Amazon’s Mechanical Turk

…or in other words, how to rent an army of slaves on demand.

Quoting from Amazon Web Services (emphasis mine):

Amazon Mechanical Turk is a marketplace for work that requires human intelligence. The Mechanical Turk web service enables companies to programmatically access this marketplace and a diverse, on-demand workforce. Developers can leverage this service to build human intelligence directly into their applications.
While computing technology continues to improve, there are still many things that human beings can do much more effectively than computers, such as identifying objects in a photo or video, performing data de-duplication, transcribing audio recordings or researching data details. Traditionally, tasks like this have been accomplished by hiring a large temporary workforce (which is time consuming, expensive and difficult to scale) or have gone undone.
Mechanical Turk aims to make accessing human intelligence simple, scalable, and cost-effective. Businesses or developers needing tasks done (called Human Intelligence Tasks or “HITs”) can use the robust Mechanical Turk APIs to access thousands of high quality, low cost, global, on-demand workers — and then programmatically integrate the results of that work directly into their business processes and systems. Mechanical Turk enables developers and businesses to achieve their goals more quickly and at a lower cost than was previously possible.

I can imagine requests being transparently serviced by an army of slaves somewhere in this world.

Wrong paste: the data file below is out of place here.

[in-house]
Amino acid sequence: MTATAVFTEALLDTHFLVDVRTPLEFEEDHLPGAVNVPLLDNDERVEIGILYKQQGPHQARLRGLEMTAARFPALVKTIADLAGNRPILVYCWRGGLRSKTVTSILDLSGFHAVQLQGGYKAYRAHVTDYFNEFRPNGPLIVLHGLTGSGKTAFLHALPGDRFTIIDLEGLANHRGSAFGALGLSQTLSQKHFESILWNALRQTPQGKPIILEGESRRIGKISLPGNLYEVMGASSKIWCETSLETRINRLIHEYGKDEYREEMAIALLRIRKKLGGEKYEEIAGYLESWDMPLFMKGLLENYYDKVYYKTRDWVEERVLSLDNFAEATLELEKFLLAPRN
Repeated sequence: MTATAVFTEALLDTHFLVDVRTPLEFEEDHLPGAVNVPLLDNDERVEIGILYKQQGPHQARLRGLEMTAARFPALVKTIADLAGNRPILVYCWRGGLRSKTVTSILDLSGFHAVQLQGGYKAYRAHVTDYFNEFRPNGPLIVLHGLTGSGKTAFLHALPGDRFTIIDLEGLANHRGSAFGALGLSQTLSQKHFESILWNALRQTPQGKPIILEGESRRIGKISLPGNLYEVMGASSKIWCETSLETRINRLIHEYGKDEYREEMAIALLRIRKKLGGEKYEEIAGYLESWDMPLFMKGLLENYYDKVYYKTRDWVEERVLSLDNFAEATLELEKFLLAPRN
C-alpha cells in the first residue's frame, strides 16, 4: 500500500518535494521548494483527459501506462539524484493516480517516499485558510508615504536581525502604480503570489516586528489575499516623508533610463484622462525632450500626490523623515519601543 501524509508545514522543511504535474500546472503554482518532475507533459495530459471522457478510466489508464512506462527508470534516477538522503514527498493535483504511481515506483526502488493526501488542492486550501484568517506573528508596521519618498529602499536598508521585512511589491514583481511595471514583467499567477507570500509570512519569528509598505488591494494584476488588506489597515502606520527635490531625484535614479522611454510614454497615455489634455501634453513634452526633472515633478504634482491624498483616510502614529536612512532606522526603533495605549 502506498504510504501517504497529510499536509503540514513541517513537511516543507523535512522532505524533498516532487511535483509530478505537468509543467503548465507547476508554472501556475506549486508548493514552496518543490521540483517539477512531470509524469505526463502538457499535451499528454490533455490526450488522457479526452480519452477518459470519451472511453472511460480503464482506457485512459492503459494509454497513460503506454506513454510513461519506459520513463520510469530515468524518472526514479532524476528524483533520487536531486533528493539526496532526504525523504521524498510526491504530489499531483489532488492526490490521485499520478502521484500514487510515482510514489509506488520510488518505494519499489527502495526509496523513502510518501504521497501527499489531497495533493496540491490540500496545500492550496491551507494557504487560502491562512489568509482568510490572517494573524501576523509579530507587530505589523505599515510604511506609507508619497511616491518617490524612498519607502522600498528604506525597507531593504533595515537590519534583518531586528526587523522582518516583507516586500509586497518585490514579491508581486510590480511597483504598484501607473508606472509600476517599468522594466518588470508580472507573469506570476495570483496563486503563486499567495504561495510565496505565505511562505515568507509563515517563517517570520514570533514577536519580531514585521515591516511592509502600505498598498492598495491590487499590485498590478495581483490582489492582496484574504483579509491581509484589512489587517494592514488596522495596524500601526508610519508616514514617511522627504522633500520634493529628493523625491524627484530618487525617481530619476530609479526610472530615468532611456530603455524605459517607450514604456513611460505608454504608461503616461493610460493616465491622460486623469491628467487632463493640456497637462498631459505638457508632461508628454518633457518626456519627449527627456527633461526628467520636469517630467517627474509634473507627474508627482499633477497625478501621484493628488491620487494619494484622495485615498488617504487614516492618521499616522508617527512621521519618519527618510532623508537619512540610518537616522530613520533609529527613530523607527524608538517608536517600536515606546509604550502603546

It always happened but now this army of slaves can be rented transparently, through a well defined API!

  • On-Demand/Elastic Workforce
  • Quality Management Tools
  • Lower Cost Structure

A very interesting idea, that somehow does not put a smile in my face for some reason…

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Creating rich Internet applications on Linux with WebKit

http://arstechnica.com/news.ars/post/20080303-creating-rich-internet-applications-on-linux-with-webkit.html

The title says it all. It mostly talks about WebKit integration on Linux with the open-source GTK and Qt development toolkit. Is it just my idea, or that Internet applications has waaaaaaay too much material to read…. 😉

Amazon for developers

Amazon Web Services and Amazon Business Solutions. They offer the following infrastructure services for developers:

  • EC2=Elastic Compute Cloud (Computing/processing in a cloud)
  • S3 = Storage in a cloud
  • SQS=Simple Queue Service (Messaging between different parts of applications)
  • SDB=Simple Database (Database in a cloud)
  • Flexible Payment Service (Money processing. They don’t call it FPS for some reason 🙂 )

Above those services they offer Dev Pay which allows developers to put their own business model over the infrastructure.
Very interesting business model for Amazon.

A video interview by fastcompany.tv of Jeff Barr, Amazon’s evangelist for its Web Services team.

The server side of Ajax

From ajaxian.com

In this podcast interview, Justin discusses all that has to happen on the server side in order to render Ajax and its related technologies on the client side, what the shift toward RESTful-style apps means for developers, why there’s an increased focus on security as it pertains to what ends up in the browser — and how all of this, and much more, will be covered in-depth at TSSJS.

Dont have time to hear it but look interesting…